Once fertile Bungoma tobacco farms where crops no longer yield any fruits

Reuben Kasuti at his farm where he grows maize and other crops for home consumption. Kasuti, who quit tobacco farming a few years ago, laments his shamba has become unproductive [Mumo Munuve, Standard]

Reuben Kasuti is worried over diminishing yields on his two-acre farm due to declining soil fertility.

Stunted maize with yellowing leaves welcome you on his farm at Namawanga in Bungoma West.

It is a clear indicator that the crop is deficient in some nutrient - more specific, nitrogen according to agriculture experts.

Kasuti, 51, says nothing can be more frustrating than toiling and sweating in an attempt to cultivate barren soils.

“Crops have not been doing well on my farm ever since I uprooted tobacco about 30 years ago. Vegetables and tomatoes wither before they mature while maize turn yellow just after germination and dry up eventually,” he says.

Like hundreds of other smallholder farmers in the area, the father of seven believes decades of tobacco cultivation could have taken a toll on the fertility of the soils rendering their farms barren.

The failed crop means farmers have to brace for another round of huge losses and food scarcity crisis.

“I used both farm yard manure and diammonium phosphate (DAP), but I never got the desired results. Look at the yellowing maize, it was all waste of time,” says Kasuti.

Jackson Abai, 71, said he resorted to applying lime and even ash on his farm “but there has been no change. We are looking at a very serious problem and one wonders what happened to the agriculture extension officers who used to visit and advise farmers in the past.”

Abai, a retired police officer, has spent almost all his savings in trying to make his land fertile again.

“I embraced tobacco farming in 1980 and spared four acres for the cash crop but trouble began when the tobacco firm that used to buy the produce started exploiting farmers. Tobacco farming became untenable and I decided to abandon the crop and focus on alternatives,” Abai says. 

“The withered traditional vegetables and tomatoes you see on the farms around germinated well, but could not go far, we urge both the national and county government to intervene by helping us rehabilitate our farms.”

His sentiments are shared by Beatrice Naliaka. She is one of the farmers and at one point, she was forced to throw away surplus tobacco due to lack of market.

“After that experience, I opted to try other crops because I have a family to feed and children to educate,” says Naliaka.

The farmers are concerned that soil testing has been overlooked in the area and other counties.

“Counties have been spending millions of shillings on buying fertiliser and giving it to the farmers without considering the issue of soil testing,” said Abai.

“They must help farmers establish the lacking nutrients to be able to give out the appropriate fertilisers.”

Kasuti at his farm where he grows maize and other crops for home consumption.[Mumo Munuve, Standard]

Onesmus Makhanu, the Bungoma County director of agriculture, says farmers are being advised to embrace cotton farming after the revival of Malakisi ginnery.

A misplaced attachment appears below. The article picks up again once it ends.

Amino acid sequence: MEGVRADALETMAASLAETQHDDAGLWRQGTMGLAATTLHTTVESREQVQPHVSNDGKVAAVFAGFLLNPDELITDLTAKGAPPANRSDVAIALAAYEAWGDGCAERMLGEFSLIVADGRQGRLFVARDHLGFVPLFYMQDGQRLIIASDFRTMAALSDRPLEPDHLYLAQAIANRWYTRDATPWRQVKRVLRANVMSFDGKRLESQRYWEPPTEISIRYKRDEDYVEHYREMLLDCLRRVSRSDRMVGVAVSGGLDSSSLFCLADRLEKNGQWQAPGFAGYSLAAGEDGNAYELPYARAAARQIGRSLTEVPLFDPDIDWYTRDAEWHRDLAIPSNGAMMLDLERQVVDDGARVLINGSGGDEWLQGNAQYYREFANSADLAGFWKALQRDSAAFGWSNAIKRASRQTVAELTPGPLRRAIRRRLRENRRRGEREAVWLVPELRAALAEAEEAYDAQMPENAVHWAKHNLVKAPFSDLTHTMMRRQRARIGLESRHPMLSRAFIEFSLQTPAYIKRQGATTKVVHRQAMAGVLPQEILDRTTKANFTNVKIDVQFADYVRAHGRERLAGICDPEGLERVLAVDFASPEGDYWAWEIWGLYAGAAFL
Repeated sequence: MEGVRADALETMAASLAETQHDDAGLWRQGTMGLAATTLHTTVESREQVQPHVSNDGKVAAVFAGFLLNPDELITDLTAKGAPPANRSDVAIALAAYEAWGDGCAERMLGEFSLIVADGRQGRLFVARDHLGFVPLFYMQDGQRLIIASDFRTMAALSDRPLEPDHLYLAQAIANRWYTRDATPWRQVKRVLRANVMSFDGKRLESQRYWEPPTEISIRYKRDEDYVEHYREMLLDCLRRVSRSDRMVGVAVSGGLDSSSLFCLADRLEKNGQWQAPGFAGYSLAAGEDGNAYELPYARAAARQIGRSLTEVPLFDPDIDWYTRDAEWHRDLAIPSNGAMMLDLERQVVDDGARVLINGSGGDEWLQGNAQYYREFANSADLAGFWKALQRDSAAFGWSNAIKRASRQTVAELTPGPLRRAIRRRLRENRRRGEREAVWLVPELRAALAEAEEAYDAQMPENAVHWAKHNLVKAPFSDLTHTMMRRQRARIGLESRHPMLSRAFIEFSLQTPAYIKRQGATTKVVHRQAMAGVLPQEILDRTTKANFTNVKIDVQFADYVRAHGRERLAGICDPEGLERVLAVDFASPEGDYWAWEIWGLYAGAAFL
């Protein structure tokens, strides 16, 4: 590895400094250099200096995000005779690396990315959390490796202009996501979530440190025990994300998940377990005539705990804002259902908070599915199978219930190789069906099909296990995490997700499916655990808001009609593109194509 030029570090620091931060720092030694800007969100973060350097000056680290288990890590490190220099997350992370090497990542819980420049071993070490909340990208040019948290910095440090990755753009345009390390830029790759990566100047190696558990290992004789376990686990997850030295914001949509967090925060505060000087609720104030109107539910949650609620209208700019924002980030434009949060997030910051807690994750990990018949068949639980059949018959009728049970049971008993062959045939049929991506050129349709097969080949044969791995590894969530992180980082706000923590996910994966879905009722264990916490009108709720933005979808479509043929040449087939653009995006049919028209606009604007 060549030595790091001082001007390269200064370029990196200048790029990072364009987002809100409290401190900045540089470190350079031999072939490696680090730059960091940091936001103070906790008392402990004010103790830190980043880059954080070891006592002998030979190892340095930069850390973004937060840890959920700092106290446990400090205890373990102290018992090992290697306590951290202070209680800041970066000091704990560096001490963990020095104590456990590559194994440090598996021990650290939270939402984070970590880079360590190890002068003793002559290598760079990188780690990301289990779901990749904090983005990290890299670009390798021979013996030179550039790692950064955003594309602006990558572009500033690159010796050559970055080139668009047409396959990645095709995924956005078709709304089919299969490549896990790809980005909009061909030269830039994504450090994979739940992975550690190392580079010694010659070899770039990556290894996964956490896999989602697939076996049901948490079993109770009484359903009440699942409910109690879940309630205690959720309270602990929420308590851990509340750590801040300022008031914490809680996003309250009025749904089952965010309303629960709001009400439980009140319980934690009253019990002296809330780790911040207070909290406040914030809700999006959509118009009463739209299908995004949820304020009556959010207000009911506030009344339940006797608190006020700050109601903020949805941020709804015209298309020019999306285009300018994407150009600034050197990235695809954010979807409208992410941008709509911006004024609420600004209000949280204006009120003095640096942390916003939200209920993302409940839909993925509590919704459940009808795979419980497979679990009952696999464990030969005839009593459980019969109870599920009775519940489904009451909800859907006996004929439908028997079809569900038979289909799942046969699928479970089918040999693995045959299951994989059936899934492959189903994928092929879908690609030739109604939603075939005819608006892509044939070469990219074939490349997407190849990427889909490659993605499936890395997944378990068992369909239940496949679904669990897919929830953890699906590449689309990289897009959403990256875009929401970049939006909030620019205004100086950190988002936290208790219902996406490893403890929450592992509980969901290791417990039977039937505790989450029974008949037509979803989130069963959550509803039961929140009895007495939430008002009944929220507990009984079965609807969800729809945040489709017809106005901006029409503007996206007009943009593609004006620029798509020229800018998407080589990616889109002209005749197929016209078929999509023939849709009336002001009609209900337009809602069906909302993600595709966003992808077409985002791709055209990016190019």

“The ginnery has opened up two lines and we encourage our farmers to revert to cotton farming because there is guaranteed market for the raw material,” he said.

An earlier report by the National Accelerated Agricultural Inputs Access Programme (NAAIAP) on Soil Suitability Evaluation for Maize Production in Kenya identified calcium, magnesium, mangasese, copper, iron and potassium as some of the minerals lacking in the soils in Western.

Dr Caroline Kundu, a soil expert based at Kenya Agriculture and Livestock Research Organization (Kalro) center in Kakamega agrees with the findings.

She acknowledges the fact that tobacco is a heavy feeder, which sucks a lot of nutrients from the soils.

“In Bungoma West, farmers used to get incentives in terms of farm inputs and fertiliser from tobacco firms and would apply a lot of commercial fertiliser on farms because the companies were interested in high production,” says Dr Kundu.

Tobacco consumes a lot of potassium, nitrogen and phosphate to remain health, “and it would be challenging for a farmer to embrace crop rotation because the new crop may not flourish,” says the expert.

According to Dr Kundu, a farmer who grows a different crop will realise the soils are too weak and lack the ability to supply the new crop with required nutrients.

She says some of the chemicals used to spray pests and diseases ended up accumulating heavy metals like led in the soils, hindering fast uptake of important elements by the crops.

Dr Kundu advises farmers to combine both manure and inorganic fertilisers to be able to reclaim soil fertility “even though it will take some time.”

She adds that poultry droppings and cattle manure are rich in potassium and calcium and must be applied by the farmers. 

“They should avoid acidifying fertiliser such as DAP which they have been using and go for one that is rich in Sulphur and calcium, mainly compound fertilisers to be able to address the problem they are facing, “says the expert.

She underscores the need for soil testing to establish whether there are heavy metals accumulated in the soils.

Kalro is currently charging Sh1,000 per soil sample tested at the institutions laboratories.

“Usually, four samples would be required from an acre translating to Sh4,000. We encourage farmers to request for soil testing in groups to cut down on expenses involved.

“Kalro would be glad to offer them a discount on testing services and also waive the transport cost,” says Dr Kundu.